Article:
Rathmullen, County Donegal
Rathmullen, a pleasant village overlooking Lough Swilly, was the scene of the ‘Flight of the Earls’ (14 September 1607), when the Earls of Tyrone and Tyrconnel set sail for Spain with about 100 minor nobility and followers (the final episode of the Elizabethan wars in Ireland). They failed to land in Spain and went to Louvain, reaching Rome six months later, where they unsuccessfully agitated for Spanish aid for their cause. Both died there, without ever returning to Ireland. The ensuing confiscation of the earls’ extensive estates led to the Plantation of Ulster and all the subsequent events. The Flight of the Earls Heritage Centre is in one of the six Napoleonic batteries (1810) which guard the mouth of the lough. The events leading up to the Plantation of Ulster are shown in documentary style, providing a useful background to the contemporary conflict.
The ruins of a Carmelite priory can be seen in the town. The tower and chancel were erected by the MacSweeneys in the 15th century, while the west portions were rebuilt in 1618 by Bishop Knox of Raphoe (to whom the lands of Turlough Og MacSweeney were awarded after the confiscations).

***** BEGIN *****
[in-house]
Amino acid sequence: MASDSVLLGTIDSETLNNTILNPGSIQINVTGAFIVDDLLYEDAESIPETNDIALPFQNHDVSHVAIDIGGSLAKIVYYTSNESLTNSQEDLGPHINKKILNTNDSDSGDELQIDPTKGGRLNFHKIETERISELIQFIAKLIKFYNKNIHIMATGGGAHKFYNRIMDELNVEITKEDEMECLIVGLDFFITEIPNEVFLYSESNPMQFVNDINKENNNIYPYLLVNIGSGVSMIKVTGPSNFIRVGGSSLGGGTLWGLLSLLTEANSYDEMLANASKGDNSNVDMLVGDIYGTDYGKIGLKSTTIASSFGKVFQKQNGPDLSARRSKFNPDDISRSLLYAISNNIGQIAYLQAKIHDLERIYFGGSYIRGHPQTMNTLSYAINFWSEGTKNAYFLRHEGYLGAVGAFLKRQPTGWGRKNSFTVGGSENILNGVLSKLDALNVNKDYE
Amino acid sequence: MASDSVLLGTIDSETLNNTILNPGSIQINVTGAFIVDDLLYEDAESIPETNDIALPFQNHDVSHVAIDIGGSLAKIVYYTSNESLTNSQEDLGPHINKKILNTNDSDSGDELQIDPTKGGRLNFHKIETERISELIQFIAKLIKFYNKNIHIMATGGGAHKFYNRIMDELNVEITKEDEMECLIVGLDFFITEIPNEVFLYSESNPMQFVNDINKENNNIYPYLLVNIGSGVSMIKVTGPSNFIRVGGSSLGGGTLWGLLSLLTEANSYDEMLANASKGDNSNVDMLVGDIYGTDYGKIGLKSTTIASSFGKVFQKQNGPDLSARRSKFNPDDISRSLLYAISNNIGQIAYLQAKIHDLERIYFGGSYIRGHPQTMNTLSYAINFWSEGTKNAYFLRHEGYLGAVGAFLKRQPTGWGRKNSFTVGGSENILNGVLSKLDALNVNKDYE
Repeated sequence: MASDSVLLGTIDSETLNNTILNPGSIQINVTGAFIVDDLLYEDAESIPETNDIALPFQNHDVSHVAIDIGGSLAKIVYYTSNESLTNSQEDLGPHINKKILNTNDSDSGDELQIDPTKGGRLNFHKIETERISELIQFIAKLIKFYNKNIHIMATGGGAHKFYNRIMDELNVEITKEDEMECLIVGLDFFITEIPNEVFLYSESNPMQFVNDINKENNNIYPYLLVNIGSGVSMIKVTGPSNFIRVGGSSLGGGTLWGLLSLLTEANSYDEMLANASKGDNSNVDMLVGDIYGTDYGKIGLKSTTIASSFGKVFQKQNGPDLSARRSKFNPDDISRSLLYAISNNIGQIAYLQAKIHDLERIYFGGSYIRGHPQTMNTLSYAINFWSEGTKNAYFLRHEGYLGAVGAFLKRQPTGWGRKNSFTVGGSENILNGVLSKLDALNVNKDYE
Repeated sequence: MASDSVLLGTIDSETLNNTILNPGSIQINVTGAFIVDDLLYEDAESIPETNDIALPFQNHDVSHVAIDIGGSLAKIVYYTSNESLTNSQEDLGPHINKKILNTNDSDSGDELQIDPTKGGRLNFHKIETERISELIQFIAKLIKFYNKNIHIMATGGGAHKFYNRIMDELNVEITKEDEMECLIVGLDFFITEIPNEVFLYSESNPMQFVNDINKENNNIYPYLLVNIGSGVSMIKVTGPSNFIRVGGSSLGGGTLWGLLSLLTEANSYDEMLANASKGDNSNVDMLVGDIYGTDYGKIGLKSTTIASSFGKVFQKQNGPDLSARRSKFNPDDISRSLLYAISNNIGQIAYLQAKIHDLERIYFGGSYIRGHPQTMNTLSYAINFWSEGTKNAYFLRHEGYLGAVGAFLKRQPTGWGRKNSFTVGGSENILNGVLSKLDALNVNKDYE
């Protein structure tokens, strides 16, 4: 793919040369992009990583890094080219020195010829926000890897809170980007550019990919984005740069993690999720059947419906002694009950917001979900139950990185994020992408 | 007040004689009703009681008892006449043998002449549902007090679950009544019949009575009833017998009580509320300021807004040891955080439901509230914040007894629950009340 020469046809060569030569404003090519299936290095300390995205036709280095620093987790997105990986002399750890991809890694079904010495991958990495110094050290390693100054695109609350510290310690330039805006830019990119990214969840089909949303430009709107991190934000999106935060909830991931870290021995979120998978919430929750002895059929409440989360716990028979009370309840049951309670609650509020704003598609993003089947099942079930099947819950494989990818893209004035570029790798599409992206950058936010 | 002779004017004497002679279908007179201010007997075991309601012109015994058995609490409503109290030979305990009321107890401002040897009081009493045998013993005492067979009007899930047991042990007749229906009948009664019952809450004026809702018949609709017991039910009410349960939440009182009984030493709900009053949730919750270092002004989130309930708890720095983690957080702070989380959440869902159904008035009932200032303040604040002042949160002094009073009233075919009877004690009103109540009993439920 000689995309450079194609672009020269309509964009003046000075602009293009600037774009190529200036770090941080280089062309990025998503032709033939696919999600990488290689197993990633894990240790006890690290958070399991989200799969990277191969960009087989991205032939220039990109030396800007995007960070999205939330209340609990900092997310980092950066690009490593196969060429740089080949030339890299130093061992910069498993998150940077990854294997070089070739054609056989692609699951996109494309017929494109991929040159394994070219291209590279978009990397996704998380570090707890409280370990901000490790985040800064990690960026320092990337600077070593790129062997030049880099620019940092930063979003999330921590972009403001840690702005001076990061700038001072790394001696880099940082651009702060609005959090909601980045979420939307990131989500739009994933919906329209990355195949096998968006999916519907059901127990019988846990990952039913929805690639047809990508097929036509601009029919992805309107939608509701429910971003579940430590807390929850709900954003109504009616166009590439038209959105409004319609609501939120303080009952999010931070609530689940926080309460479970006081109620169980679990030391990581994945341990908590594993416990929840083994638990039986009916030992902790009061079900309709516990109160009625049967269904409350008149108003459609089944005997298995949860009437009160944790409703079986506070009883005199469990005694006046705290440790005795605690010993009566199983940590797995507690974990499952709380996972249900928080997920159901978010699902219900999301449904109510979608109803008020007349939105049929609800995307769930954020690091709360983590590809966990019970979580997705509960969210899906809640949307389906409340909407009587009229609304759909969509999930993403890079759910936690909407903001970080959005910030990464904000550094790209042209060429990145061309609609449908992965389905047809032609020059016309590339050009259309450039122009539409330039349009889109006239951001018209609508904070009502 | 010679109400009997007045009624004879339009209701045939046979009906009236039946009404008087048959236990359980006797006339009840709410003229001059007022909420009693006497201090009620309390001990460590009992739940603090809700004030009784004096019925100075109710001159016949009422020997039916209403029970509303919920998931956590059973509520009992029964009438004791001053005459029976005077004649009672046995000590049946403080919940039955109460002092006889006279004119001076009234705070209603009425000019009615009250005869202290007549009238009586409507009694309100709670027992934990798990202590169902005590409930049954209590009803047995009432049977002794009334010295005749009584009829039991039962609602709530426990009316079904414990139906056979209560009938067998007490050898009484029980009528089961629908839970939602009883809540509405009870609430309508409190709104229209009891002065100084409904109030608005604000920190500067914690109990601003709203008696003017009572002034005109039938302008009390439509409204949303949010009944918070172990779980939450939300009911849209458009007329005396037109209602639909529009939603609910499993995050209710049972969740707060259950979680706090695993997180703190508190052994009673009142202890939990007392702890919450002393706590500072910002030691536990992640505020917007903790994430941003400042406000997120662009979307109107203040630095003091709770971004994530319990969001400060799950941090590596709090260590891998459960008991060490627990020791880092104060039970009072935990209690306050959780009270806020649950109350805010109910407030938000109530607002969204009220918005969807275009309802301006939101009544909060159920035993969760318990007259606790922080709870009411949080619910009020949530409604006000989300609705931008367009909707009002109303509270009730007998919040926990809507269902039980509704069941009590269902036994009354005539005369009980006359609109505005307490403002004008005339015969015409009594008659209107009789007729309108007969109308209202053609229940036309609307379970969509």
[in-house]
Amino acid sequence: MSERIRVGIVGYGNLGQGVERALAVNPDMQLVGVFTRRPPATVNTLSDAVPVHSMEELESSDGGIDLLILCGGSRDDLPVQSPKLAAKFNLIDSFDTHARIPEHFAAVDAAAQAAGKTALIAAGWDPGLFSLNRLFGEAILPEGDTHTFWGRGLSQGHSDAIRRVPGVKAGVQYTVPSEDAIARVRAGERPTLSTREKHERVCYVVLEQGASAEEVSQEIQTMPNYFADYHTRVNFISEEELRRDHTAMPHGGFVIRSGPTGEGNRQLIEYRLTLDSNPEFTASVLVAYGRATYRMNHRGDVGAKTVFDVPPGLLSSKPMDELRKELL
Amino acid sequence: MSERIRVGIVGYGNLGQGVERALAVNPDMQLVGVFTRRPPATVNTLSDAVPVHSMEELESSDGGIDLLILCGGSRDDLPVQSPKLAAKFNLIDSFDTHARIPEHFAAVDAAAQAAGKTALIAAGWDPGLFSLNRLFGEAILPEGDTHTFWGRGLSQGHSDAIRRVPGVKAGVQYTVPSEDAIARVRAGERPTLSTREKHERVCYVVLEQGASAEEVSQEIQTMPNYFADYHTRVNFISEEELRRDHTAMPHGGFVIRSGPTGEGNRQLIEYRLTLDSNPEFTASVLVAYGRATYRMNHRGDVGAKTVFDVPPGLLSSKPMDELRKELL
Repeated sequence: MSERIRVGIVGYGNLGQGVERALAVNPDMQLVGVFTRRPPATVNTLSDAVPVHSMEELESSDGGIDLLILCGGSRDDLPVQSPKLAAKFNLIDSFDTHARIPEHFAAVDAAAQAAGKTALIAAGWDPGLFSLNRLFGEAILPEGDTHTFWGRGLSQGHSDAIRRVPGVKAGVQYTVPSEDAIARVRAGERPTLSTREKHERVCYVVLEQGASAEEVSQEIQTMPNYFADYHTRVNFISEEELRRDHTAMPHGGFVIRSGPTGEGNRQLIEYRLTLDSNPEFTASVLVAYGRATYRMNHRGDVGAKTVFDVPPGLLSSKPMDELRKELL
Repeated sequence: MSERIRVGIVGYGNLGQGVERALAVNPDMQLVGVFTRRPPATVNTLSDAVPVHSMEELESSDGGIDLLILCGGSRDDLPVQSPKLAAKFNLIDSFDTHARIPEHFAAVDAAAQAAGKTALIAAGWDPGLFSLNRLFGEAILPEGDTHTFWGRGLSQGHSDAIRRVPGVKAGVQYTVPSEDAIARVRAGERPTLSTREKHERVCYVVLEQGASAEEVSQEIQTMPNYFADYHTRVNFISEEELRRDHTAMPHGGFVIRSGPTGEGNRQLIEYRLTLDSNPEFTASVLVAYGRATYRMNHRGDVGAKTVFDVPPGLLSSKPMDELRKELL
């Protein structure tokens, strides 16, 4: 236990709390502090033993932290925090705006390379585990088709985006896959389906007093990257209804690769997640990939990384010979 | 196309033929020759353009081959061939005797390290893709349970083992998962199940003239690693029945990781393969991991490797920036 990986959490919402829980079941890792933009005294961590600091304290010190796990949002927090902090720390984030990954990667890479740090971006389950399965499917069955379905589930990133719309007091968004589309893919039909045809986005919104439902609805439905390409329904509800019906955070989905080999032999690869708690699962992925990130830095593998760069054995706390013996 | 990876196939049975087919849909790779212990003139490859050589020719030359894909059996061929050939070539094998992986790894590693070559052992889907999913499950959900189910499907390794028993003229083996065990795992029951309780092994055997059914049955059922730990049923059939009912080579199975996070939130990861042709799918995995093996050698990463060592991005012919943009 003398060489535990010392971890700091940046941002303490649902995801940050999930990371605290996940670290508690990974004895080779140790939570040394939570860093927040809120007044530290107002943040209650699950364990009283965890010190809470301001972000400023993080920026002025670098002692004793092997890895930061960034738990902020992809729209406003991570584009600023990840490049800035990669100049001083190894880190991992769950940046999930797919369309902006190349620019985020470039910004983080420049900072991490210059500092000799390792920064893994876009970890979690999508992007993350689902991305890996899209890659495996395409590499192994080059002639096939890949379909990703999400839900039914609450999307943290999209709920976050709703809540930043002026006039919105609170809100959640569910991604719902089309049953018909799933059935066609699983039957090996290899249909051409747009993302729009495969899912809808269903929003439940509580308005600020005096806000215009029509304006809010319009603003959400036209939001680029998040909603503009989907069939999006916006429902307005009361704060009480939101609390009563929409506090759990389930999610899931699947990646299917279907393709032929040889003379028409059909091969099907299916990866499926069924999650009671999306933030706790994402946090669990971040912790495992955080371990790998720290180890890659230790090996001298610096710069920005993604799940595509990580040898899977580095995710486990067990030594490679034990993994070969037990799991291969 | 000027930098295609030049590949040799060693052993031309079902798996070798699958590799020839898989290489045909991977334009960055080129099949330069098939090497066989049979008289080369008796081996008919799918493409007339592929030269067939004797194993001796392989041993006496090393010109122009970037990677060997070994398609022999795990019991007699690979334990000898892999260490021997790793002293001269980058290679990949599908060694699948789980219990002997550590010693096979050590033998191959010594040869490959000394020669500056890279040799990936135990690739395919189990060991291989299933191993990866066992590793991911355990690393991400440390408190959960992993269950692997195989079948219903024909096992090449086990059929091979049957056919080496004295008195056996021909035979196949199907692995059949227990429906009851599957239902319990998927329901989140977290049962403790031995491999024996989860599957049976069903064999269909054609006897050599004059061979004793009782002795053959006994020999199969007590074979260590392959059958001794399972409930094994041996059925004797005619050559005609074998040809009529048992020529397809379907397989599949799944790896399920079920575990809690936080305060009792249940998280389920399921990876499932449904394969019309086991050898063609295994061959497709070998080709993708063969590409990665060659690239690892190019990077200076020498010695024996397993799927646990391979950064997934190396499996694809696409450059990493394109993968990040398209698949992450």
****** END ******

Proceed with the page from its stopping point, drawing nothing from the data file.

On 12th October 1798 the French frigate Hoche, with Wolfe Tone on board, was intercepted by Sir John Warren’s squadron, and its crew landed at Rathmullen. Tone was identified in Letterkenny, and transferred to Dublin Castle, where he committed suicide.
Rathmullen is a hidden gem and worth a visit on your tours of Ireland.